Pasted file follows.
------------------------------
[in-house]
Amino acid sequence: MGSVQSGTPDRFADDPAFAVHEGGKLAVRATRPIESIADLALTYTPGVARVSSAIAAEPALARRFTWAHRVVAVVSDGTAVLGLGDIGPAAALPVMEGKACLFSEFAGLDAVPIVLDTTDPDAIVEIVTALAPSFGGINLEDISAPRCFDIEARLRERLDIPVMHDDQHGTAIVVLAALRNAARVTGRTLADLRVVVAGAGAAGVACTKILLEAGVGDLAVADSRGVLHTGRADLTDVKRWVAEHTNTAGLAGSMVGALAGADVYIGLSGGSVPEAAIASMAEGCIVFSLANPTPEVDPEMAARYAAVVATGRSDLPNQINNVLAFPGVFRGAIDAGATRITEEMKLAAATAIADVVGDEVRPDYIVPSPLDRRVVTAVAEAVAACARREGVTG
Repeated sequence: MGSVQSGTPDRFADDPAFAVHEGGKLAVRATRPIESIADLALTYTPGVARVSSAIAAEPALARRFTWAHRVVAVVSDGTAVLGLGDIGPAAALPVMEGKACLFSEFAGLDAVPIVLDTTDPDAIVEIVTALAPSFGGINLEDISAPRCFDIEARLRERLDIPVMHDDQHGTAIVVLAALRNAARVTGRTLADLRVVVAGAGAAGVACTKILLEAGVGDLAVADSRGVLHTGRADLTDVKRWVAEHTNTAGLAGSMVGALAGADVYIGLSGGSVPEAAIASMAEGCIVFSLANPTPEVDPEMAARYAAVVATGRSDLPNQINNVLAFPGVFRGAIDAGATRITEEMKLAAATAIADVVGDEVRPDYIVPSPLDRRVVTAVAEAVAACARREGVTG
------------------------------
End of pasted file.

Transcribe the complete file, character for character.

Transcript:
[in-house]
Amino acid sequence: MGSVQSGTPDRFADDPAFAVHEGGKLAVRATRPIESIADLALTYTPGVARVSSAIAAEPALARRFTWAHRVVAVVSDGTAVLGLGDIGPAAALPVMEGKACLFSEFAGLDAVPIVLDTTDPDAIVEIVTALAPSFGGINLEDISAPRCFDIEARLRERLDIPVMHDDQHGTAIVVLAALRNAARVTGRTLADLRVVVAGAGAAGVACTKILLEAGVGDLAVADSRGVLHTGRADLTDVKRWVAEHTNTAGLAGSMVGALAGADVYIGLSGGSVPEAAIASMAEGCIVFSLANPTPEVDPEMAARYAAVVATGRSDLPNQINNVLAFPGVFRGAIDAGATRITEEMKLAAATAIADVVGDEVRPDYIVPSPLDRRVVTAVAEAVAACARREGVTG
Repeated sequence: MGSVQSGTPDRFADDPAFAVHEGGKLAVRATRPIESIADLALTYTPGVARVSSAIAAEPALARRFTWAHRVVAVVSDGTAVLGLGDIGPAAALPVMEGKACLFSEFAGLDAVPIVLDTTDPDAIVEIVTALAPSFGGINLEDISAPRCFDIEARLRERLDIPVMHDDQHGTAIVVLAALRNAARVTGRTLADLRVVVAGAGAAGVACTKILLEAGVGDLAVADSRGVLHTGRADLTDVKRWVAEHTNTAGLAGSMVGALAGADVYIGLSGGSVPEAAIASMAEGCIVFSLANPTPEVDPEMAARYAAVVATGRSDLPNQINNVLAFPGVFRGAIDAGATRITEEMKLAAATAIADVVGDEVRPDYIVPSPLDRRVVTAVAEAVAACARREGVTG